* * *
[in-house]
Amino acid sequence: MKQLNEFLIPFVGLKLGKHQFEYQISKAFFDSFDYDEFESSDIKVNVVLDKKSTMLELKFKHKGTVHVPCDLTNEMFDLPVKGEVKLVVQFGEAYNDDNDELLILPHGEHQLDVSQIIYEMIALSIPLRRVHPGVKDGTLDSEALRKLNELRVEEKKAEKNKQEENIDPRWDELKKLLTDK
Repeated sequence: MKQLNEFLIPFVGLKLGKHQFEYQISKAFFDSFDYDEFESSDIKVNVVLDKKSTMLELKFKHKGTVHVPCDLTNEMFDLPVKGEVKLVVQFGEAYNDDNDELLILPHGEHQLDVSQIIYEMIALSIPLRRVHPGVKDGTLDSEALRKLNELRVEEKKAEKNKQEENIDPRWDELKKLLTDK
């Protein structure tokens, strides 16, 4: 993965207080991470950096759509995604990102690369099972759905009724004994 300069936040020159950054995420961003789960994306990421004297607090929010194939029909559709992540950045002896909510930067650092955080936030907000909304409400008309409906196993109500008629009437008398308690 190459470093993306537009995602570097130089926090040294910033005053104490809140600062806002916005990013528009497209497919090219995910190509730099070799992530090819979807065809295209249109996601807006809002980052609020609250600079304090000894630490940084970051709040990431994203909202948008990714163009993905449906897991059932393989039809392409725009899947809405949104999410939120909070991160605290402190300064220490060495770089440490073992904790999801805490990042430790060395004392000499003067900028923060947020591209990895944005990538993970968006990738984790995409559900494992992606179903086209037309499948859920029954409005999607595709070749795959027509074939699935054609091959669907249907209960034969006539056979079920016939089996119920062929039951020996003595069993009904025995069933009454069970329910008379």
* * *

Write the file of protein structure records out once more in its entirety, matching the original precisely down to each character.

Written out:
[in-house]
Amino acid sequence: MKQLNEFLIPFVGLKLGKHQFEYQISKAFFDSFDYDEFESSDIKVNVVLDKKSTMLELKFKHKGTVHVPCDLTNEMFDLPVKGEVKLVVQFGEAYNDDNDELLILPHGEHQLDVSQIIYEMIALSIPLRRVHPGVKDGTLDSEALRKLNELRVEEKKAEKNKQEENIDPRWDELKKLLTDK
Repeated sequence: MKQLNEFLIPFVGLKLGKHQFEYQISKAFFDSFDYDEFESSDIKVNVVLDKKSTMLELKFKHKGTVHVPCDLTNEMFDLPVKGEVKLVVQFGEAYNDDNDELLILPHGEHQLDVSQIIYEMIALSIPLRRVHPGVKDGTLDSEALRKLNELRVEEKKAEKNKQEENIDPRWDELKKLLTDK
């Protein structure tokens, strides 16, 4: 993965207080991470950096759509995604990102690369099972759905009724004994 300069936040020159950054995420961003789960994306990421004297607090929010194939029909559709992540950045002896909510930067650092955080936030907000909304409400008309409906196993109500008629009437008398308690 190459470093993306537009995602570097130089926090040294910033005053104490809140600062806002916005990013528009497209497919090219995910190509730099070799992530090819979807065809295209249109996601807006809002980052609020609250600079304090000894630490940084970051709040990431994203909202948008990714163009993905449906897991059932393989039809392409725009899947809405949104999410939120909070991160605290402190300064220490060495770089440490073992904790999801805490990042430790060395004392000499003067900028923060947020591209990895944005990538993970968006990738984790995409559900494992992606179903086209037309499948859920029954409005999607595709070749795959027509074939699935054609091959669907249907209960034969006539056979079920016939089996119920062929039951020996003595069993009904025995069933009454069970329910008379």